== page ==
Monday, August 24, 2020
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How many temporary layoffs are really temporary?
Even though the initial economic snapback following the intense early days of the coronavirus outbreak has been better than expected, most measures of the economy remain far below pre-pandemic levels. And a full recovery seems unlikely until the world gets a vaccine for COVID-19.
The longer the coronavirus remains a risk, the longer the economy will be held back. And that means more of the temporary damage to the economy becomes permanent.
One specific question that remains unanswered: How many workers “on temporary layoff” will become “permanent job losers.”
When the April jobs report came out, we learned the number of workers on temporary layoff spiked to 18.1 million from 1.8 million in March. Because the situation was characterized as temporary, the stat was considered a glimmer of hope as it suggested many of those laid off would have jobs waiting for them as lockdowns and quarantines were lifted.
As of the July jobs report, 9.2 million—56% of unemployed workers—considered themselves as on temporary layoff.
“Although the high share of workers on temporary layoffs suggests scope for additional large job gains later this year, the extended unemployment duration for most temporarily laid off workers—60% of who have been unemployed since April—raises questions about how many temporary layoffs are really temporary,” Goldman Sachs economist Joseph Briggs wrote in a note to clients on Friday.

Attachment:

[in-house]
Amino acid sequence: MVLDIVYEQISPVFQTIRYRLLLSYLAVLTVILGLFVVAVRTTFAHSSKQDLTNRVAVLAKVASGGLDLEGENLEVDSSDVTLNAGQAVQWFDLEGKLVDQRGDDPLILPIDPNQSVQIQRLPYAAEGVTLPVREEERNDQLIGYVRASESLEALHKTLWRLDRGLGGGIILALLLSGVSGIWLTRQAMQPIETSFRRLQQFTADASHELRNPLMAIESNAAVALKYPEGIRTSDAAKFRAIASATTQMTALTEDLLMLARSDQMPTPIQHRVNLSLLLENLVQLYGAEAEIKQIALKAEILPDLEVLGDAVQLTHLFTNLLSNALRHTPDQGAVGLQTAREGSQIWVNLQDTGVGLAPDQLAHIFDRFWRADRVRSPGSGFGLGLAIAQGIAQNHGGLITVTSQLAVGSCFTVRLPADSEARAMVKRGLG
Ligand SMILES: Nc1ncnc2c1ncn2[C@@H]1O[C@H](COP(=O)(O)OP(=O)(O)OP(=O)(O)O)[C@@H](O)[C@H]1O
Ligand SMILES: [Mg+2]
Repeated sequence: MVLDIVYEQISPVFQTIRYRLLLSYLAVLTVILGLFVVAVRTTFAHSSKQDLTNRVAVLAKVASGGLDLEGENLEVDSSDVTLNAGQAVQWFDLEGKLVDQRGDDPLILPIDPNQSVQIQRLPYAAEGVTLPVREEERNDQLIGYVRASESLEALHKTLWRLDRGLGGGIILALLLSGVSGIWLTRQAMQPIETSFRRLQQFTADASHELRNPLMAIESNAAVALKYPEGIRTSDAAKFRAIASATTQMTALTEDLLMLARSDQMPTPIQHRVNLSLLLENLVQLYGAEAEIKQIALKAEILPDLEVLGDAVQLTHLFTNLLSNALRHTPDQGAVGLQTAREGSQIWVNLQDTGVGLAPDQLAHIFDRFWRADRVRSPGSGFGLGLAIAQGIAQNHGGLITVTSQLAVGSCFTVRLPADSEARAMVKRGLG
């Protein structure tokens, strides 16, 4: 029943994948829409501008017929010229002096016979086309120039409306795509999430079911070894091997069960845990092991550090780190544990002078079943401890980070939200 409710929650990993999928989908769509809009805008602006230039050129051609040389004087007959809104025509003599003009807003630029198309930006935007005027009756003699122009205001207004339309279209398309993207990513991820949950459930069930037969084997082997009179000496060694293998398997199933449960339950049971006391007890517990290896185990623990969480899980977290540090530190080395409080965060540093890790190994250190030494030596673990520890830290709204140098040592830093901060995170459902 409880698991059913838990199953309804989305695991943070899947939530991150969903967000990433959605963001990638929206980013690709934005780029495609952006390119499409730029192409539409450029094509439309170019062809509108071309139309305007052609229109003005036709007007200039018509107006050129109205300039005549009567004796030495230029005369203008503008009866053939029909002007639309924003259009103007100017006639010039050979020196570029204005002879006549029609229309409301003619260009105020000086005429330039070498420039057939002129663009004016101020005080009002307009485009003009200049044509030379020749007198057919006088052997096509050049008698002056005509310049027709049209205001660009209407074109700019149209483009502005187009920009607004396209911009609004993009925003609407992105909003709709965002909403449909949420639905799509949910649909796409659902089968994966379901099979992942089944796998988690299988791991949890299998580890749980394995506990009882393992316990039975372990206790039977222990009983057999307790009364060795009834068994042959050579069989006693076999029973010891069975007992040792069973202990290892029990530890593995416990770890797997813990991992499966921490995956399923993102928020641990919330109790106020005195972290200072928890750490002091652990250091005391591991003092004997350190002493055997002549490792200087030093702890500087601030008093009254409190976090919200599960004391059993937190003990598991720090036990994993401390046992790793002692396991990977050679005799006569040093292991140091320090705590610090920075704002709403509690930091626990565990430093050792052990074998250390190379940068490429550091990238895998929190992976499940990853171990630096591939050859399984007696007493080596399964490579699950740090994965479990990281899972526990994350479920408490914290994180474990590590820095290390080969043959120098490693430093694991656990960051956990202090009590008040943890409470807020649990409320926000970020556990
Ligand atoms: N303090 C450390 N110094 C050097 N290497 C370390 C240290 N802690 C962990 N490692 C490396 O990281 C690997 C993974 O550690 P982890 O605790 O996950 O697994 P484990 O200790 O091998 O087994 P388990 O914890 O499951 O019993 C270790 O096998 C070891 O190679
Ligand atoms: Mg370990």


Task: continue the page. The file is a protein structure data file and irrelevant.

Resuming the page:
Briggs points to a number of flags that raise doubts about how many of these people will return to work. For example, an unusually high 84% of those on “temporary layoff” have been out of work for at least five weeks as of July, down from an even higher 90% in June; this is over 20 percentage points higher than the previous high during the 1981-82 recession.
“These patterns raise questions about how many of the current temporary layoffs are really temporary,” Briggs said. Though he notes that studies show that folks on extended periods of temporary unemployment still face better hiring prospects than those who were permanently laid off by their employers.
The economist also pointed to a recent AP-NORC poll, which found an increasing number of those on temporary layoff were doubtful that they would actually be called back to their jobs.
“[O]ur analysis suggests almost a quarter of temporary layoffs will become permanent, implying scope for roughly 2mn (or 1.25% of the labor force) of these individuals to remain unemployed well into next year,” Briggs concluded.
It’s all an incredibly complicated situation. In another report exploring the labor force, Wells Fargo economists point to the possibility that people needing work and being offered work may still not be able to return to work. Specifically, they flagged a challenge having a greater impact on women than men.
“[W]ith many schools not opening for full-time in-person instruction this fall, we fear participation among this group may be particularly slow to recover,” Wells Fargo economist Jay Bryson wrote. “Women spend about twice as much time per day taking care of others (both children and other adults) than men. At the same time, prime-age women are much more likely to report wanting a job but are not in the labor force due to childcare problems or family responsibilities.
“Child and other family care issues therefore could stymie the return to work for prime-age women even as job opportunities become more widespread in coming months,“ he said.
Briggs’ and Brysons’ work are not exactly apples-to-apples regarding specific metrics in the labor market data. But the point is there are many issues when it comes to hiring and rehiring, and the risk is they all get worse the longer the economy remains hindered by the presence of the coronavirus.
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